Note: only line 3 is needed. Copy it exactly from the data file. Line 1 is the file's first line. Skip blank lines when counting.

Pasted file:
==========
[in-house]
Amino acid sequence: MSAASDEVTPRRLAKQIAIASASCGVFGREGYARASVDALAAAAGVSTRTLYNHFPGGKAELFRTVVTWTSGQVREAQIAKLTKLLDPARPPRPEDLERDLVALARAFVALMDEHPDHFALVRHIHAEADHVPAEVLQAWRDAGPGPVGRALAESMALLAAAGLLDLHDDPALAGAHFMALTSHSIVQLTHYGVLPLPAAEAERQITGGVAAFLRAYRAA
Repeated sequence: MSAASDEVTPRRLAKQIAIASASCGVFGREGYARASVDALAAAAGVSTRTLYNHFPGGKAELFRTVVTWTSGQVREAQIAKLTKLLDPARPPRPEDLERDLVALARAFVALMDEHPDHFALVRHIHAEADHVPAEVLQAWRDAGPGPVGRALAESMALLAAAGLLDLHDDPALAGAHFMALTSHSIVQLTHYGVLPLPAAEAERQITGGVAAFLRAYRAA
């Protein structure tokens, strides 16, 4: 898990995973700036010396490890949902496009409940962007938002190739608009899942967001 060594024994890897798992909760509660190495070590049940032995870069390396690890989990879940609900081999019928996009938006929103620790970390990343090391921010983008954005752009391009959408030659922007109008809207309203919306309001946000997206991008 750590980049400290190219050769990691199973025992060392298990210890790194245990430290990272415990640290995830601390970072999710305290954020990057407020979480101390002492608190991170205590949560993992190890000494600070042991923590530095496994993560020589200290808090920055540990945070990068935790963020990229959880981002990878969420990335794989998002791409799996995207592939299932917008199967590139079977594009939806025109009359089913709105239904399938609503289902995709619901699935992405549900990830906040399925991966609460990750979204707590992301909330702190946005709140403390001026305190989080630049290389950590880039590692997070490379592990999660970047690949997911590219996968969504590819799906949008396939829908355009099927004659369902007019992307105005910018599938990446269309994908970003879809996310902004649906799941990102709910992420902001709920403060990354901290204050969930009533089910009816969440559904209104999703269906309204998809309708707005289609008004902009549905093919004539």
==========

Repeated sequence: MSAASDEVTPRRLAKQIAIASASCGVFGREGYARASVDALAAAAGVSTRTLYNHFPGGKAELFRTVVTWTSGQVREAQIAKLTKLLDPARPPRPEDLERDLVALARAFVALMDEHPDHFALVRHIHAEADHVPAEVLQAWRDAGPGPVGRALAESMALLAAAGLLDLHDDPALAGAHFMALTSHSIVQLTHYGVLPLPAAEAERQITGGVAAFLRAYRAA